Tetley is no ordinary mouse. And it's not just because he's a clone. Tetley is special because he was created using a new technology that researchers say has produced the most efficient results to date for cloning mice. He is also the first mouse clone whose genetic material was modified in the laboratory before cloning. The technology used to create Tetley, say researchers, will have a major impact on improving the efficiency of cloning in general.
In the February issue of Nature Genetics, researchers, led by Dr. Rudolf Jaenisch at the Whitehead Institute for Biomedical Research, report that they have successfully used embryonic stem cells to clone mice with the highest efficiency to date. Their study comparing clones generated by two different donor strains suggests that the genetic make up of donor cells plays a key role in determining the viability of clones.
In addition, the scientists show for the first time that it is possible to modify the genetic material in embryonic cells before using these cells to clone new animals. The scientists inserted a gene derived from the tetracycline (tet) receptor into an embryonic stem cell and then transplanted the modified genome into an egg cell whose genetic material had been removed. The result was Tetley: a transgenic clone who now carries the tet gene. The new technology will improve cloning efficiency by providing researchers the genetic tools needed to understand why so few clones survive to term and grow into healthy adults.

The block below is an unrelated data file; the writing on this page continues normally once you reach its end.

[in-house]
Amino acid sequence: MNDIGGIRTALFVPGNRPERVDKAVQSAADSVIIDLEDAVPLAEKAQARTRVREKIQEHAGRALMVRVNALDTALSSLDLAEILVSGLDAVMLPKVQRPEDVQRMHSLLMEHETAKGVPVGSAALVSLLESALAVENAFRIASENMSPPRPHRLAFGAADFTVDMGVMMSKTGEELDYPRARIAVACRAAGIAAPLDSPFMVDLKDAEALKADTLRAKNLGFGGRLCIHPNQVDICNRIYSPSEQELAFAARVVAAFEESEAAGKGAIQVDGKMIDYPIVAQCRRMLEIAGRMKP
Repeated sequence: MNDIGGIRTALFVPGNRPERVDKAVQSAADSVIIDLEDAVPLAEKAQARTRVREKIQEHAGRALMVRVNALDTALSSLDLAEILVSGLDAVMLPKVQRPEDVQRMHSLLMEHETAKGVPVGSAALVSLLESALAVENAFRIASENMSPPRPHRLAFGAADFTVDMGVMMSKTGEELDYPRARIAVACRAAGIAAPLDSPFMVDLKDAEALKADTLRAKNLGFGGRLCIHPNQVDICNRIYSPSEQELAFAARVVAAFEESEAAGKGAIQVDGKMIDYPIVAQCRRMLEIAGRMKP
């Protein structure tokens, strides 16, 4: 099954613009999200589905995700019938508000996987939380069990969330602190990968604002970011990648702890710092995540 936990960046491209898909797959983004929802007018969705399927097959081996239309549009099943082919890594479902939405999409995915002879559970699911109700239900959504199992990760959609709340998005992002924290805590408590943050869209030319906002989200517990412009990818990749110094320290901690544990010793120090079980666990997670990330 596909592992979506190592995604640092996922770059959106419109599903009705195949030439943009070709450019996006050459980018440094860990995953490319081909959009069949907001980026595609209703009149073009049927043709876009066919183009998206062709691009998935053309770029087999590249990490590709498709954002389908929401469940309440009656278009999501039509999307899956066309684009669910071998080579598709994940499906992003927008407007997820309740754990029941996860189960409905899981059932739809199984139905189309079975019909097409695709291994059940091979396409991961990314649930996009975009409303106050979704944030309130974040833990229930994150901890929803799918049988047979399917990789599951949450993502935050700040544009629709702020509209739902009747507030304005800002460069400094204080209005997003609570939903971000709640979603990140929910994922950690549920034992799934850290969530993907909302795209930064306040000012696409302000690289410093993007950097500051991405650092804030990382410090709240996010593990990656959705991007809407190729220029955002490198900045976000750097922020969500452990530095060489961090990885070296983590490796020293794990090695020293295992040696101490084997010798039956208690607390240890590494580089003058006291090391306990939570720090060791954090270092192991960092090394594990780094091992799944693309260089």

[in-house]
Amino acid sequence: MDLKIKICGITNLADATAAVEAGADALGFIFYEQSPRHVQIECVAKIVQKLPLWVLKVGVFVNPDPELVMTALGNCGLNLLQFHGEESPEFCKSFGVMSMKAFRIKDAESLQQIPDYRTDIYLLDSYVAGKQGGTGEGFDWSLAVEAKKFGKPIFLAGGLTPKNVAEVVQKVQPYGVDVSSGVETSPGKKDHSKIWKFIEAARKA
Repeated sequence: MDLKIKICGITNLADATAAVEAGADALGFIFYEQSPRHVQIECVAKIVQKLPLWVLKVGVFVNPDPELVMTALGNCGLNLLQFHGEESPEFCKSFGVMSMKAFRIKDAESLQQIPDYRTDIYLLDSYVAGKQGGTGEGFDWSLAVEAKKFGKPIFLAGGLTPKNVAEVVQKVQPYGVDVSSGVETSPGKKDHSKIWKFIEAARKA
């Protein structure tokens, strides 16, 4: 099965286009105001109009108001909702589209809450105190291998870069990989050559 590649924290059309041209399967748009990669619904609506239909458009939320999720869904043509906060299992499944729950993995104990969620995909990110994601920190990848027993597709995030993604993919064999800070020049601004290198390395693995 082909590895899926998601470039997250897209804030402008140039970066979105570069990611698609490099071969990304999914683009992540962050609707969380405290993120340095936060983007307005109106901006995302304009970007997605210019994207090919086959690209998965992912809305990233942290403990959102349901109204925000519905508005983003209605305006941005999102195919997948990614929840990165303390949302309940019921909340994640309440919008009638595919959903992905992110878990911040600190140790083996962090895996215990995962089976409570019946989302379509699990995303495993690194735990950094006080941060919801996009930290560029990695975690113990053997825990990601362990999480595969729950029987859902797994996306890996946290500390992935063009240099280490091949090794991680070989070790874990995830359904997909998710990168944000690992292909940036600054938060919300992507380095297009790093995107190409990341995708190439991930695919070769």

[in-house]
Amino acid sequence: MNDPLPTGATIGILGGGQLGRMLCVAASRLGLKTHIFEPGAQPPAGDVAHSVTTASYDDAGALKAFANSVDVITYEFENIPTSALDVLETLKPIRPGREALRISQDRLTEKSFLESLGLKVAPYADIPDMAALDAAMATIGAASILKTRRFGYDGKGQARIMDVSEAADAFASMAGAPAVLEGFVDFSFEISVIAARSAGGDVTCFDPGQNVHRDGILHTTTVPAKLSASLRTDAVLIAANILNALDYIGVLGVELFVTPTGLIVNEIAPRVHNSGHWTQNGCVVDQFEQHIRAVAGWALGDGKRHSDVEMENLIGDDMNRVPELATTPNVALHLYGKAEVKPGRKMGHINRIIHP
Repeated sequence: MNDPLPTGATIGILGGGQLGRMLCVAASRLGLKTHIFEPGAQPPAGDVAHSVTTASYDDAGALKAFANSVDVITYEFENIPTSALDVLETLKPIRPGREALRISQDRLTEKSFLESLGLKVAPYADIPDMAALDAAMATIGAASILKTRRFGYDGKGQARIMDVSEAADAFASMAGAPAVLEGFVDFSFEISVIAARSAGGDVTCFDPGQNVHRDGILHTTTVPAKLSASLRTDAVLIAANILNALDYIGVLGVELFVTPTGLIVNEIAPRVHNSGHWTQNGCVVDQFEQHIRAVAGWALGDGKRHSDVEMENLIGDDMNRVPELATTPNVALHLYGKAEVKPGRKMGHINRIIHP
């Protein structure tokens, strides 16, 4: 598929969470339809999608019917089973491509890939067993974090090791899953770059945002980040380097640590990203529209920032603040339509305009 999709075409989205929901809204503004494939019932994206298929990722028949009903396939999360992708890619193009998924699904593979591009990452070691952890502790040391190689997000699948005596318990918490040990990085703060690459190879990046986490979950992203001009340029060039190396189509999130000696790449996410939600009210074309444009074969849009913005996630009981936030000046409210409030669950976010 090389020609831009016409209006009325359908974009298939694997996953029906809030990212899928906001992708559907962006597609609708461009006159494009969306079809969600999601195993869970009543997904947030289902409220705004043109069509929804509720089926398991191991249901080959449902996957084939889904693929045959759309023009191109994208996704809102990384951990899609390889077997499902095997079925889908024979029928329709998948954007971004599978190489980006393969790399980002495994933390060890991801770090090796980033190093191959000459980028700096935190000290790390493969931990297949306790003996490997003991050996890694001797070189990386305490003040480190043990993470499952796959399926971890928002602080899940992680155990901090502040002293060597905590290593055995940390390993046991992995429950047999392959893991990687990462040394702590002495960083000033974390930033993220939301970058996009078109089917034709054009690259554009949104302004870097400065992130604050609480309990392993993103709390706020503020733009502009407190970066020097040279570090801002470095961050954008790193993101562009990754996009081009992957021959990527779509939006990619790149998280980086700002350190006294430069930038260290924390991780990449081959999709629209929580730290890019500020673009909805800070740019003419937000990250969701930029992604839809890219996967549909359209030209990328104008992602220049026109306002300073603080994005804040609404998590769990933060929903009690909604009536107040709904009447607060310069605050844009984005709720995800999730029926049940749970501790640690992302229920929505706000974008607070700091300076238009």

"Our technology will help scientists tackle one of the major challenges of mammalian cloningthe low numbers of viable clones," says Dr. Jaenisch. "Most clones die during gestation or soon after birth, and there are many possible reasons for this, including genetic make up of the donor, the cell-cycle stage of the donor cell, loss of genetic information, or the inability of the egg cell to reprogram the donor cell nucleus."